include Structured Query Language (SQL) injection, Lightweight Directory Access Protocol (LDAP)
injection and cross-site scripting (XSS).
Sensitive unencrypted information transmitted between the web server and the browser may be intercepted.
Information on the web server may be changed for malicious purposes. Website defacement is a
commonly reported example of this threat.
Cyber criminals may gain unauthorized access to resources elsewhere in the organization’s network via a
successful attack on the web server.
Cyber criminals may also attack external entities after compromising a web server. These attacks can be
launched directly (e.g., from the compromised server against an external server) or indirectly (e.g., placing
malicious content on the compromised web server that attempts to exploit vulnerabilities in the web
browsers of users visiting the site).
The server may be used as a distribution point for attack tools, pornography or illegally copied software.
Cyber Plan Action Items:
1. Carefully plan and address the security aspects of the deployment of a
public web server.
Because it is much more difficult to address security once deployment and implementation have occurred, security
should be considered from the initial planning stage. Businesses are more likely to make decisions about
configuring computers appropriately and consistently when they develop and use a detailed, well-designed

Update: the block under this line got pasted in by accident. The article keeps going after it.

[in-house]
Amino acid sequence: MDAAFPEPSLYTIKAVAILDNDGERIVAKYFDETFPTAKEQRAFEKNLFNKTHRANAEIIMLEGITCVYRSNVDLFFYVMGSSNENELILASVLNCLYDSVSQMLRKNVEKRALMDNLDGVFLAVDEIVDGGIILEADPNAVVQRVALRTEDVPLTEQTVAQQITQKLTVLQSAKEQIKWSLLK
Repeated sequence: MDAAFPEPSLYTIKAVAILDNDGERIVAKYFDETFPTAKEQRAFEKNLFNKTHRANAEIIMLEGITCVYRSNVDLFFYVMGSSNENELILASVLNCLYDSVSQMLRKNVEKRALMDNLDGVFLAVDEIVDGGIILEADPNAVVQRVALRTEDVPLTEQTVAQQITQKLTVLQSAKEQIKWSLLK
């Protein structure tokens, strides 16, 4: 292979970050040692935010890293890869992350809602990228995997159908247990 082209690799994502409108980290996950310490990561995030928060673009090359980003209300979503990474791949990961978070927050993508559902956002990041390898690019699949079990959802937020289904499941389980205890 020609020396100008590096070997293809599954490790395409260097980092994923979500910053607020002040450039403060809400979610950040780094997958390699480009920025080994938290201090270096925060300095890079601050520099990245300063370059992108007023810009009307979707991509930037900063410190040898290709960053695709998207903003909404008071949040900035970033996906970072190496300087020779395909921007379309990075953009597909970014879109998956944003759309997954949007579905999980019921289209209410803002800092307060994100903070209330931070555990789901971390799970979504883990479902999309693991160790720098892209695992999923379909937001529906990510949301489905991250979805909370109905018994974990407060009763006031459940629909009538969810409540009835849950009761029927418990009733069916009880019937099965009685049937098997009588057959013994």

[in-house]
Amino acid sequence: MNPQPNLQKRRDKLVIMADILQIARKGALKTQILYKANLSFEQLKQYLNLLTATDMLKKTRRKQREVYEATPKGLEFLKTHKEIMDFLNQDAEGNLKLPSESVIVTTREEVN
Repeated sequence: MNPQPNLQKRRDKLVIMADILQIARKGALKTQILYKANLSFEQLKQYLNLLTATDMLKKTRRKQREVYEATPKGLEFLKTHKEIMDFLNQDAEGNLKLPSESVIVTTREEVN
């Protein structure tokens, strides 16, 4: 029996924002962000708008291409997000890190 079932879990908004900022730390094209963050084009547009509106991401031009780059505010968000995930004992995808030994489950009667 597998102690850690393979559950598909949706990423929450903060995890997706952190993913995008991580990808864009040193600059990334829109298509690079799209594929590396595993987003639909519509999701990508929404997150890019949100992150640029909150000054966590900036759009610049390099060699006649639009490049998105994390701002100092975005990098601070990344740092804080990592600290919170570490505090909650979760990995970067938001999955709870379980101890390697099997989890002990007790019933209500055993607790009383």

deployment plan. Developing such a plan will support web server administrators in making the inevitable tradeoff
decisions between usability, performance and risk.
Businesses also need to consider the human resource requirements for the deployment and continued operation of
the web server and supporting infrastructure. The following points in a deployment plan:
Types of personnel required — for example, system and web server administrators, webmasters, network
administrators and information systems security personnel.
Skills and training required by assigned personnel.
Individual (i.e., the level of effort required of specific personnel types) and collective staffing (i.e., overall
level of effort) requirements.
2. Implement appropriate security management practices and controls when
maintaining and operating a secure web server.
Appropriate management practices are essential to operating and maintaining a secure web server. Security